Your daily dose of news stories in the world of intersectional feminism.
**Trigger Warning - The following story discusses self-harm and domestic violence.**
Studies Show Cost Of Abortions Are Causing Queensland People To Self Harm
Researchers at the University of Queensland found that people across Queensland continue to have limited access to termination services due to cost, stigma and domestic violence.
Almost 2,000 anonymous client records from the pregnancy counselling service Children by Choice were analysed for the UQ study.
Studies show people are self-harming and searching for pills on the black market to induce abortions as they face chronic delays, financial pressures and a lack of support from healthcare providers.
"We’re still facing inequitable barriers to access,” says UQ researcher Maryanne Cleetus, "that includes socioeconomic factors like affordability, the ability to get information, the ability not to experience domestic violence and to be able to experience full reproductive autonomy."
The research also found more than 40 per cent of clients had been exposed to family or intimate partner violence, including reproductive coercion and abuse.
And 42 per cent of clients required financial assistance in order to access an abortion.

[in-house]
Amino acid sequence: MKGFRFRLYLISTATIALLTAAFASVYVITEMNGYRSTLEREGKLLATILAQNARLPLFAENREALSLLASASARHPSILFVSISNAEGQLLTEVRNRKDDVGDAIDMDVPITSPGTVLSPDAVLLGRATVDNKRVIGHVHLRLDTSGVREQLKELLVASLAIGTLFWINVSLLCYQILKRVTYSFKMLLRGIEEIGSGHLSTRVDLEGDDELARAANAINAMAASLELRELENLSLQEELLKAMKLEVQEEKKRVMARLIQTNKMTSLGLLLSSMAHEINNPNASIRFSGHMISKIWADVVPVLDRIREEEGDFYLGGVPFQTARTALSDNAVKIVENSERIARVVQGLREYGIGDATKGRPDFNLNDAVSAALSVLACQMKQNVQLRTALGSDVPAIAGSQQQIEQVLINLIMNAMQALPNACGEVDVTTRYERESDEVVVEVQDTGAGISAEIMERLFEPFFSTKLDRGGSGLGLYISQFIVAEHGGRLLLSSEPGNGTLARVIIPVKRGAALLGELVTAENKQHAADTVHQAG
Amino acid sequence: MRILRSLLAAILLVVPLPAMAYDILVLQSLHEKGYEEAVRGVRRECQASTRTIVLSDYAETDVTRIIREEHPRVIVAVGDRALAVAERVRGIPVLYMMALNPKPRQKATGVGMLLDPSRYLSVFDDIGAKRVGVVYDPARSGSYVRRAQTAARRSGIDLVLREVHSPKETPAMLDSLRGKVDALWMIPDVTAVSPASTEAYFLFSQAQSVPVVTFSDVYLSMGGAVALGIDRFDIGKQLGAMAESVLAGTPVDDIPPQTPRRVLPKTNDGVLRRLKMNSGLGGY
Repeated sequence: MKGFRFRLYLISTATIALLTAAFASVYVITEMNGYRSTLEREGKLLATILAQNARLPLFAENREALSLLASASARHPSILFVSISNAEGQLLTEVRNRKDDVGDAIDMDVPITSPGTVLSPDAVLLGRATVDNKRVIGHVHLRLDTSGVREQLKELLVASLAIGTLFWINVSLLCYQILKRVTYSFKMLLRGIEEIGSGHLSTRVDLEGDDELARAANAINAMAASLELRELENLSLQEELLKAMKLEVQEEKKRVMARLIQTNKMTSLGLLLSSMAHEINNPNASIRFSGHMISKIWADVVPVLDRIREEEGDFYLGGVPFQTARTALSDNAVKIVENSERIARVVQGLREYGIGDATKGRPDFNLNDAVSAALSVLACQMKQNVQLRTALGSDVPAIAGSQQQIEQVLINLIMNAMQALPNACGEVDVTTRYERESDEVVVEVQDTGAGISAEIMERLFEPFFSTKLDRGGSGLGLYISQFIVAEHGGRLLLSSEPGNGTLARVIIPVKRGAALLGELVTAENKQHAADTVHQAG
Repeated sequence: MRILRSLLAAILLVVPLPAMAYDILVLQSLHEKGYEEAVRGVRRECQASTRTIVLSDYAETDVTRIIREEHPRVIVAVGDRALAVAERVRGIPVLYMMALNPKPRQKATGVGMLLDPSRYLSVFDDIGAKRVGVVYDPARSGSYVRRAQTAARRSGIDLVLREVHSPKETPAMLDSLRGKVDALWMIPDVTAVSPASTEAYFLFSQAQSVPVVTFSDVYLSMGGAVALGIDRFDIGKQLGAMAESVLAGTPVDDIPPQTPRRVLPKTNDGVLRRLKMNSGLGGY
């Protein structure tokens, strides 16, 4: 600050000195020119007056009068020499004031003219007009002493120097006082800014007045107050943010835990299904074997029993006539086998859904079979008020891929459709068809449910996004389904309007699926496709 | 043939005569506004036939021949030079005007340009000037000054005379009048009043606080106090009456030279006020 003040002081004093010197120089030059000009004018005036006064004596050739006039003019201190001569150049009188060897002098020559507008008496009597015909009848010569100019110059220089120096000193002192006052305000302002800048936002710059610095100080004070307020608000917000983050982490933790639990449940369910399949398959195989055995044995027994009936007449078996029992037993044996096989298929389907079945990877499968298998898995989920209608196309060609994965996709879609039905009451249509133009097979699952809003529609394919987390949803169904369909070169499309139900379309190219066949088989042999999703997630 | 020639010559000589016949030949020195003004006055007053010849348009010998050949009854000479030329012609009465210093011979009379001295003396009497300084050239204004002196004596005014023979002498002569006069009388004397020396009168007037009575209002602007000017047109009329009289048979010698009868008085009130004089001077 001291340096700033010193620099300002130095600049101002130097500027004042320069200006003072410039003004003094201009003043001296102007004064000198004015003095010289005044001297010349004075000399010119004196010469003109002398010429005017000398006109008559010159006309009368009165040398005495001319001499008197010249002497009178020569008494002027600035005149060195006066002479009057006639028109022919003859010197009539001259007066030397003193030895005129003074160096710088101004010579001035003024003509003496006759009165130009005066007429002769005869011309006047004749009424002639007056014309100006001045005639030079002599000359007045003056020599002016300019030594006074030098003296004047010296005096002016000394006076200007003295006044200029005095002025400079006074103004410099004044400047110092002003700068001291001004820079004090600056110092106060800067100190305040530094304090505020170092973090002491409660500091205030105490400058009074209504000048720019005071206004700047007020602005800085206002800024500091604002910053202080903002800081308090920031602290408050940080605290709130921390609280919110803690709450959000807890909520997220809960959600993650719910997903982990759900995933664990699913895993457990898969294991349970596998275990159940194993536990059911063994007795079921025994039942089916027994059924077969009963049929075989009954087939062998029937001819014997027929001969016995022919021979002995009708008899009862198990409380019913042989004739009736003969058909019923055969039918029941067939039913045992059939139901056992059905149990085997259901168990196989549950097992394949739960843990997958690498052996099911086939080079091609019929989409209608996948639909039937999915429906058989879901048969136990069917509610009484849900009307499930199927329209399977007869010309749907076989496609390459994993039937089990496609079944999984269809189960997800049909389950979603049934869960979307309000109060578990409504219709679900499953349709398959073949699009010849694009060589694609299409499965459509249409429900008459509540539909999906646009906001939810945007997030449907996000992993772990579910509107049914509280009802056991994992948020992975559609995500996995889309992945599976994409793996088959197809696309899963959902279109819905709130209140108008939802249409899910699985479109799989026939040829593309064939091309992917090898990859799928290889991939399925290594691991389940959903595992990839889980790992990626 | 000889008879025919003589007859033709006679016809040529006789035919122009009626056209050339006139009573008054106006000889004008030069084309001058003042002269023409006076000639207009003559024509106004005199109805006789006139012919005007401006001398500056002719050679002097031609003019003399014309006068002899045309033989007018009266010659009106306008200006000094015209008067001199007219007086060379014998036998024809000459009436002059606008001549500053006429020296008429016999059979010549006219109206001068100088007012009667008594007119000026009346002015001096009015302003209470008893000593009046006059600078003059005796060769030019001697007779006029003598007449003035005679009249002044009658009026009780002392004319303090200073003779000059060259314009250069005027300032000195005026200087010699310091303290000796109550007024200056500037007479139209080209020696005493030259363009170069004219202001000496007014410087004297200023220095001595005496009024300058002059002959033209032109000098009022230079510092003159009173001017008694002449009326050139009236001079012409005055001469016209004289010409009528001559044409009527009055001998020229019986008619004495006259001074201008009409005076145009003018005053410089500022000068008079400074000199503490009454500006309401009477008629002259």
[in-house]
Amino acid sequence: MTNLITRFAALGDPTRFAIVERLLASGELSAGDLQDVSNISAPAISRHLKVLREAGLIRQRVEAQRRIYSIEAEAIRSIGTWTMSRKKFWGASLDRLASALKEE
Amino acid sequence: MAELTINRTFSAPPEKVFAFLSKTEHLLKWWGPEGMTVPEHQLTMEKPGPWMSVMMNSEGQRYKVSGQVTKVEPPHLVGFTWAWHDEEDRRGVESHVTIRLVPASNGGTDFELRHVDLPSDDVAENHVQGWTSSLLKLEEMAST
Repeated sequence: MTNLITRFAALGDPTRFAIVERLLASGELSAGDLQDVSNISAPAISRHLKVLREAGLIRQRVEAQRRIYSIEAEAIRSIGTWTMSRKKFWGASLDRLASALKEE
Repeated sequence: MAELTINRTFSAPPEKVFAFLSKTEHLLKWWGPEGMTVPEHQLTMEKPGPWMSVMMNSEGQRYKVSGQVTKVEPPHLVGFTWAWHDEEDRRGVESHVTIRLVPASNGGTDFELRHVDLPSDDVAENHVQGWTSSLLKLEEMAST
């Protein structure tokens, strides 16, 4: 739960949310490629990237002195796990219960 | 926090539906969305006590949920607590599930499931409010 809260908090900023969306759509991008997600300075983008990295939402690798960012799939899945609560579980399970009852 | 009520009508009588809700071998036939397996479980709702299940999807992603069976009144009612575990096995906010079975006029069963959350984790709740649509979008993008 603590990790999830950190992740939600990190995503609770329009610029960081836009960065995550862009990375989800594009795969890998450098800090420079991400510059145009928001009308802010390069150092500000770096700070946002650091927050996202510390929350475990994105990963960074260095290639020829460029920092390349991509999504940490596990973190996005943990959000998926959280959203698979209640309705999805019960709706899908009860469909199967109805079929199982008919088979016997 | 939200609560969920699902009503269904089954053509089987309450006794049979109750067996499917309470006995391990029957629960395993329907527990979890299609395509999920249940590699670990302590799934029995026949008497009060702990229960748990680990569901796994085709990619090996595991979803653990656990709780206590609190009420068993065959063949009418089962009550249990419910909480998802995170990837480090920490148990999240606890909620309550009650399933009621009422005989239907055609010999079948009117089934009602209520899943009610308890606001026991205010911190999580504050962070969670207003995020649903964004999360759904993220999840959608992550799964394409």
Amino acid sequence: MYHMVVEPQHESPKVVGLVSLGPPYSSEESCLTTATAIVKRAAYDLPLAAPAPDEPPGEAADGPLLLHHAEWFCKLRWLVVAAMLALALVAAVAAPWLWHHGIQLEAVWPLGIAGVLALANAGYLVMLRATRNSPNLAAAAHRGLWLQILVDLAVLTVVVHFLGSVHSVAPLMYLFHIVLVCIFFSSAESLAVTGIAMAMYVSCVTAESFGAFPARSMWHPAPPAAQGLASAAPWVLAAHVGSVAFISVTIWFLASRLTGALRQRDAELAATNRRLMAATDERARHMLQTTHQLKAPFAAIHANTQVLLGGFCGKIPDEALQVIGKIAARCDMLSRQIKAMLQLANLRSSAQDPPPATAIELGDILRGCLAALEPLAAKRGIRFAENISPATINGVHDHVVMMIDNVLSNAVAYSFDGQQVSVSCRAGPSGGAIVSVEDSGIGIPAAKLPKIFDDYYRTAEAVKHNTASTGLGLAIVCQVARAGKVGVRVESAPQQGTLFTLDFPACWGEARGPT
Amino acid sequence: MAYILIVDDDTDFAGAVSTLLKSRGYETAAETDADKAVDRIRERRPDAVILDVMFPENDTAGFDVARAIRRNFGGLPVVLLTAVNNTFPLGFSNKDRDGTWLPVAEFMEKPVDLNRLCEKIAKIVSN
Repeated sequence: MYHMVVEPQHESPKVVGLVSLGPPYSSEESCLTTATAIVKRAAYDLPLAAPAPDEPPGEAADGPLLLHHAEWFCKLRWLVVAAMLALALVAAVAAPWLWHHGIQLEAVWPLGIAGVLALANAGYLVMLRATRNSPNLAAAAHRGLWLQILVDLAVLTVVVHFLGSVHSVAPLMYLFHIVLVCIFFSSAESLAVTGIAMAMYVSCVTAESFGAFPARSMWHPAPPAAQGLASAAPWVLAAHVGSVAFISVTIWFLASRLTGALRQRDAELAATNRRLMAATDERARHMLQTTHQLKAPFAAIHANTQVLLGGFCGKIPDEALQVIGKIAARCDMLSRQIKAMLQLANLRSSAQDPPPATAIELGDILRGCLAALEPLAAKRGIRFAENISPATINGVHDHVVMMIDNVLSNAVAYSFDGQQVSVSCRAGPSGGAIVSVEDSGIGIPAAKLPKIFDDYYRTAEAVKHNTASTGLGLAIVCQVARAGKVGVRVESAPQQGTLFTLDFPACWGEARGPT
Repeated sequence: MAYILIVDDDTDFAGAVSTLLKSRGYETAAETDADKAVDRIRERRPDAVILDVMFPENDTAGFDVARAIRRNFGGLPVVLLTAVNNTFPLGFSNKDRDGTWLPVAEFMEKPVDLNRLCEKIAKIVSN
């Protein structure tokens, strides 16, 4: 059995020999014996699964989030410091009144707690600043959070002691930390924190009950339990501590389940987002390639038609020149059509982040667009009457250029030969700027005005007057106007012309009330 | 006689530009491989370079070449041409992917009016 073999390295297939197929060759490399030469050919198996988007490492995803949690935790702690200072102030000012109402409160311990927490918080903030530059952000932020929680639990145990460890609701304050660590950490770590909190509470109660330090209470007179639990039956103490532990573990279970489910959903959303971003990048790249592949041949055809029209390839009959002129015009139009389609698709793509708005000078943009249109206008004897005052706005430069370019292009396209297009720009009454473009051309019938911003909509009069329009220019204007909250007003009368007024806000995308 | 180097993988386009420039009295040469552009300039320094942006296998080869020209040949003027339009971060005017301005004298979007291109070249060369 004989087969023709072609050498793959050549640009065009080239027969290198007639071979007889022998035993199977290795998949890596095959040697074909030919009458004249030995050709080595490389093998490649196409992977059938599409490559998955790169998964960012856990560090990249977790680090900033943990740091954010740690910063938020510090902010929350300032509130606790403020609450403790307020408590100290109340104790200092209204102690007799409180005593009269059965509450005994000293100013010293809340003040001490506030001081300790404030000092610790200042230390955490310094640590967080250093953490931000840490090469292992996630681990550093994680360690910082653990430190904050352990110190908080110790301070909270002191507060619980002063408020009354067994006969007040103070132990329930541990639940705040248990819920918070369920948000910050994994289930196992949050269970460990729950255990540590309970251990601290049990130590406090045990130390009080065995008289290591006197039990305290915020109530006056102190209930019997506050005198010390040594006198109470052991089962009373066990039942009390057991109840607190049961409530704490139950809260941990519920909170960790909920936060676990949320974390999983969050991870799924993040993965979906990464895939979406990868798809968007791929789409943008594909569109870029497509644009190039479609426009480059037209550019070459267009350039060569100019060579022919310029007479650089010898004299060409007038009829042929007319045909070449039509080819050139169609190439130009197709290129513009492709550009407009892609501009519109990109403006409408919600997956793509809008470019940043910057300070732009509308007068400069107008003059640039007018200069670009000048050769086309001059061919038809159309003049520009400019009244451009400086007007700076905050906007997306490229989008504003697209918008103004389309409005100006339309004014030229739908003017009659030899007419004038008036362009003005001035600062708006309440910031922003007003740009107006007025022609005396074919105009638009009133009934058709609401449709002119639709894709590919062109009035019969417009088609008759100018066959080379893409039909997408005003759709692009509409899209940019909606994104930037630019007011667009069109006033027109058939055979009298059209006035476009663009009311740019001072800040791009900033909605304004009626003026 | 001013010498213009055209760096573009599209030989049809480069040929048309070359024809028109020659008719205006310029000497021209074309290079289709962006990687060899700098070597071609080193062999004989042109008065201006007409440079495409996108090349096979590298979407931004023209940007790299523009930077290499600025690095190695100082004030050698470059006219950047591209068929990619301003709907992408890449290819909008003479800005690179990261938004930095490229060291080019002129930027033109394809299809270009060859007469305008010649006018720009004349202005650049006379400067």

Queensland Seanator Larissa Waters says "legal abortion remains a postcode lottery in Australia," as people seeking abortion continue to face "different rules, costs and availability depending on where they live."
"Some people are having to travel for hours at significant expense to access this basic healthcare service," says the Queensland senator, "abortion should be safe, accessible, legal, and free across the country."
School Claims Student Wearing Hijab "Violated School Uniform Policy"
A school in Massachusetts is being called out for punishing a student for wearing a hijab.
Mystic Valley Regional Charter School claims the student violated their uniform policy, and in the write-up called the student's headscarf a 'jihab.'
The school has since responded to the backlash and claims they allow students to express "their sincerely held beliefs," but they first need to provide a letter from a "member of their clergy."
This isn't the first time the school has discriminated students for their culture and race.
In 2017, two Black girls were forced to remove their braid extensions which later led to detention and being banned from school clubs.
The girls called out the school for not punishing the white students who continually violated the same 'hair/makeup' policy regulations.
Singapore Ends Ban on Gay Sex
Gay sex has finally been decriminalised in Singapore.
Prime Minister Lee Hsien Loong says people in Singapore, particularly young people, are becoming more accepting of gay people.
"I believe this is the right thing to do, and something that most Singaporeans will now accept," he says.
Prime Minister Lee Hsien Loong says gay people are now better "accepted" and scrapping the 377A law will "provide some relief to gay Singaporeans."
However, he still vows to "protect" the traditional definition of marriage as being between a man and a woman.